10897108_10205164402165602_3390385594772897571_nMy kids were off from school Monday in honor of Martin Luther King Junior’s birthday. Since I’ve learned that it’s impossible for me to get any work done on school holidays, I’ve come to relish the laziness that comes with them. My husband left for work at 6:45 a.m.; I grabbed my phone and crawled back into bed. I checked my email, perused Facebook, and checked to see if there were any worthwhile daily deals.

At 7:15 my oldest son Carter climbed into bed with me; his younger brother Preston wasn’t far behind. We sat in bed and chatted for a while, then the boys asked to do one of their favorite things – look at pictures on my phone.

“Do you have any pictures of me when I was a baby?” Carter asked eagerly. “Like right after I came out of your tummy?”

“I sure do,” I answered, searching my phone. “Here you go. This is right after you were born.”10399737_1201454232453_2331358_n

Carter stared at the picture in awe, trying to recognize himself. “Why are you wearing glasses?” he finally said.

“I want to see!” Preston grabbed the phone from his brother’s hand.

“Do you have any pictures of Preston right after he came out of your tummy?” Carter asked.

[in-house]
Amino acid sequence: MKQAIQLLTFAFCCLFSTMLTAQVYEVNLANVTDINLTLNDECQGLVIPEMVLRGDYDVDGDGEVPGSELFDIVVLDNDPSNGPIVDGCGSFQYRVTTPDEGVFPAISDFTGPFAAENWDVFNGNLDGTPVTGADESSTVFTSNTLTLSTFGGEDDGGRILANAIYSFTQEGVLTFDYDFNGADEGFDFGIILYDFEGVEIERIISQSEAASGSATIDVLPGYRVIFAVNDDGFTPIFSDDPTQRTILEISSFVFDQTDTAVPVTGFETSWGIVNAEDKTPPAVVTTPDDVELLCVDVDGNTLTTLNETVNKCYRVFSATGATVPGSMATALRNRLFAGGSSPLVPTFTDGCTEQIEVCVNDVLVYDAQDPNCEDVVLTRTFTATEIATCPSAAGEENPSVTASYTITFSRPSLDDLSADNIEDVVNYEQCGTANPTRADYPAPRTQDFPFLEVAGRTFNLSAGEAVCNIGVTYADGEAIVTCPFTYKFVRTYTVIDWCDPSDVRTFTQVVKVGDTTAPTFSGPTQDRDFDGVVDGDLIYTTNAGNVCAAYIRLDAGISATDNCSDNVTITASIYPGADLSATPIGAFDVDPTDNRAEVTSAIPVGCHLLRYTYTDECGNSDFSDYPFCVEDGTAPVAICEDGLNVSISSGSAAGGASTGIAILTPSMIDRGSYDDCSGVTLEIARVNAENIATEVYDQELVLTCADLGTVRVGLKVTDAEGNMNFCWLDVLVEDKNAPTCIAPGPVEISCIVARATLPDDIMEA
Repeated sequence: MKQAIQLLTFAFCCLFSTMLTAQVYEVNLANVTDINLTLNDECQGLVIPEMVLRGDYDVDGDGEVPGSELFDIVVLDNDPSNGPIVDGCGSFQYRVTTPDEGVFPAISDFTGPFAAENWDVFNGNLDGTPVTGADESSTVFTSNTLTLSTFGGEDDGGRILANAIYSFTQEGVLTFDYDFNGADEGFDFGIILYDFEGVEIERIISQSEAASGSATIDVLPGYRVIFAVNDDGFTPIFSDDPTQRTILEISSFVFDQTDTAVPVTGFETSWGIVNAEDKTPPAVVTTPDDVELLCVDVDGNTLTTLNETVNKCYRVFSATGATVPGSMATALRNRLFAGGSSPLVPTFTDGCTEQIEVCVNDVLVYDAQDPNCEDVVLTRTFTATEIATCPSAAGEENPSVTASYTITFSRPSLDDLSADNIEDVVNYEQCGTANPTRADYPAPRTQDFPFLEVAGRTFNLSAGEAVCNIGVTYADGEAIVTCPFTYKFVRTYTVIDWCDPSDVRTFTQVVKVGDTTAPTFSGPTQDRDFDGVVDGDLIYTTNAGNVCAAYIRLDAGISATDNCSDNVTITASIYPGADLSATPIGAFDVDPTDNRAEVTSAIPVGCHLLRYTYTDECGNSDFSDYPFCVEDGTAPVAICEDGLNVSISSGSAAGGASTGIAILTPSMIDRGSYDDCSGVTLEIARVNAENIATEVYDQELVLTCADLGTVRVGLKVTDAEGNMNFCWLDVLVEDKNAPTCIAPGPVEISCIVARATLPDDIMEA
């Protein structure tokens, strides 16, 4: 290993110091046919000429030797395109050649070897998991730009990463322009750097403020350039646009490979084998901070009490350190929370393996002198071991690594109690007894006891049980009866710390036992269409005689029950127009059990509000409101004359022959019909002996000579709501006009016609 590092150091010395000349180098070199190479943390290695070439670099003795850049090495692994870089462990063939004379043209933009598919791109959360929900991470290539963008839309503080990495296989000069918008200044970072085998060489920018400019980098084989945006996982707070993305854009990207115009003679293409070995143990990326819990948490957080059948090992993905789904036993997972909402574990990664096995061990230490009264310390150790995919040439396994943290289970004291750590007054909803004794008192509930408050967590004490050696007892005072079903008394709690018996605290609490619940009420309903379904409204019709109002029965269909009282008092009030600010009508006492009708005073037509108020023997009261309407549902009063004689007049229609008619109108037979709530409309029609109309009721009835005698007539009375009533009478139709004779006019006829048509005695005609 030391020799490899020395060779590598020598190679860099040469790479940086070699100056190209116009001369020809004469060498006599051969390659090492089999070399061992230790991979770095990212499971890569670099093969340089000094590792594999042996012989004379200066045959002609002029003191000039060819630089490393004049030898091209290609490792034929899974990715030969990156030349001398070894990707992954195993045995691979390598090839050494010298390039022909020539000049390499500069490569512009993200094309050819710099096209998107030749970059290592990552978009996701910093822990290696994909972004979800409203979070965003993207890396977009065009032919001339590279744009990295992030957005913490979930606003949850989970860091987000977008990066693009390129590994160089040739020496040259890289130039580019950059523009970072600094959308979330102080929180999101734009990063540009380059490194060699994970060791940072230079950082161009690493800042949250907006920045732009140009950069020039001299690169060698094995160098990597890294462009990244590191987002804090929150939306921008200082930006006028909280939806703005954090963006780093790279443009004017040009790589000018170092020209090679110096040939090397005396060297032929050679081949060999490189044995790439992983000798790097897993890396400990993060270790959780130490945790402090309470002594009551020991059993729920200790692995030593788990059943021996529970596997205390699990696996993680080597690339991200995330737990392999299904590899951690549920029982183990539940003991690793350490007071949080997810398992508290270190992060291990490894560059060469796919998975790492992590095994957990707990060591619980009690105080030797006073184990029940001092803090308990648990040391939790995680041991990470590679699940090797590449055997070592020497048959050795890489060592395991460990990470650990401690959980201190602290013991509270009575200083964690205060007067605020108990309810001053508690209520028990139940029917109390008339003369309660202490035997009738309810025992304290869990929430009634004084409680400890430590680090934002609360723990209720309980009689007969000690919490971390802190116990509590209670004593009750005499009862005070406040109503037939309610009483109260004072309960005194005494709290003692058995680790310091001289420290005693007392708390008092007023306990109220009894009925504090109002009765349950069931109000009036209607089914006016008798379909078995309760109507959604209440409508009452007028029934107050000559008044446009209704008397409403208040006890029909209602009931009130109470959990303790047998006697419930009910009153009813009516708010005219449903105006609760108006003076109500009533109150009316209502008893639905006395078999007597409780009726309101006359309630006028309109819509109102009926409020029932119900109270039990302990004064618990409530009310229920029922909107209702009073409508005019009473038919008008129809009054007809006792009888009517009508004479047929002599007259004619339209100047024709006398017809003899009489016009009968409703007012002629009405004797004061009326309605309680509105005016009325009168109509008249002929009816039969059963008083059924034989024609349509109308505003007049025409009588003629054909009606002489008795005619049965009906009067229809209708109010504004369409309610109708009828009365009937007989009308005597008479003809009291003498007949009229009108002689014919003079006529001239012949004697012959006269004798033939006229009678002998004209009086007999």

“I do.” I took back the phone and scrolled through the album. “This is me and Preston.”

316245_2432770934601_1270626852_nMy youngest gazed over my shoulder and started jumping up and down. “That’s me, Carter! That’s me and Mommy!”

I got up to brush my teeth while the boys were busy analyzing their younger selves.

“Mom?” Carter followed me into the bathroom, sounding much too serious for his five years.

“What, buddy?”

“Do you have any pictures of Avery on your phone? Right after she was born?”

For a second I froze, unsure of where to begin. Avery was my first child. When she died I could have easily hidden her existence from my future children. It would have been simple to sweep her short life under a rug, to only whisper her name when I was certain no one was listening.